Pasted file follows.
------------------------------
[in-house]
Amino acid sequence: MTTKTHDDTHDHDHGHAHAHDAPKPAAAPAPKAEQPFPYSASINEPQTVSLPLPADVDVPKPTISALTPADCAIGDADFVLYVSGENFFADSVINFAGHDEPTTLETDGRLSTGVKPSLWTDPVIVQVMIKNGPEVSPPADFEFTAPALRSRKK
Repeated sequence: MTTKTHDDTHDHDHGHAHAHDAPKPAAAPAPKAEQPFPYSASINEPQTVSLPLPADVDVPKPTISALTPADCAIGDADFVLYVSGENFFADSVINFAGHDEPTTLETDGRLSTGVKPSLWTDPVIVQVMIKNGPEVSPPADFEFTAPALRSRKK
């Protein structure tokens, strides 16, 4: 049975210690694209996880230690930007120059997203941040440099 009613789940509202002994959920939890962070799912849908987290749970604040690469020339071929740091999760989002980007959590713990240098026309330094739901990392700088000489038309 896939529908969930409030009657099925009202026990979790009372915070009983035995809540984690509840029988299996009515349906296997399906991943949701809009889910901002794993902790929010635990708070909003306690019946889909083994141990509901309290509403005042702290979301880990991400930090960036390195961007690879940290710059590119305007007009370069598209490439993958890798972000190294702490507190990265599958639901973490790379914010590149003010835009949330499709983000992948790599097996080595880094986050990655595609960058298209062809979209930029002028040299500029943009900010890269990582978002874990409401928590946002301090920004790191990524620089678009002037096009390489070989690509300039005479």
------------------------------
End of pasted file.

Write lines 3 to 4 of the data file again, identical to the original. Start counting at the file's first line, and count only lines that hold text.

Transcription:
Repeated sequence: MTTKTHDDTHDHDHGHAHAHDAPKPAAAPAPKAEQPFPYSASINEPQTVSLPLPADVDVPKPTISALTPADCAIGDADFVLYVSGENFFADSVINFAGHDEPTTLETDGRLSTGVKPSLWTDPVIVQVMIKNGPEVSPPADFEFTAPALRSRKK
């Protein structure tokens, strides 16, 4: 049975210690694209996880230690930007120059997203941040440099 009613789940509202002994959920939890962070799912849908987290749970604040690469020339071929740091999760989002980007959590713990240098026309330094739901990392700088000489038309 896939529908969930409030009657099925009202026990979790009372915070009983035995809540984690509840029988299996009515349906296997399906991943949701809009889910901002794993902790929010635990708070909003306690019946889909083994141990509901309290509403005042702290979301880990991400930090960036390195961007690879940290710059590119305007007009370069598209490439993958890798972000190294702490507190990265599958639901973490790379914010590149003010835009949330499709983000992948790599097996080595880094986050990655595609960058298209062809979209930029002028040299500029943009900010890269990582978002874990409401928590946002301090920004790191990524620089678009002037096009390489070989690509300039005479």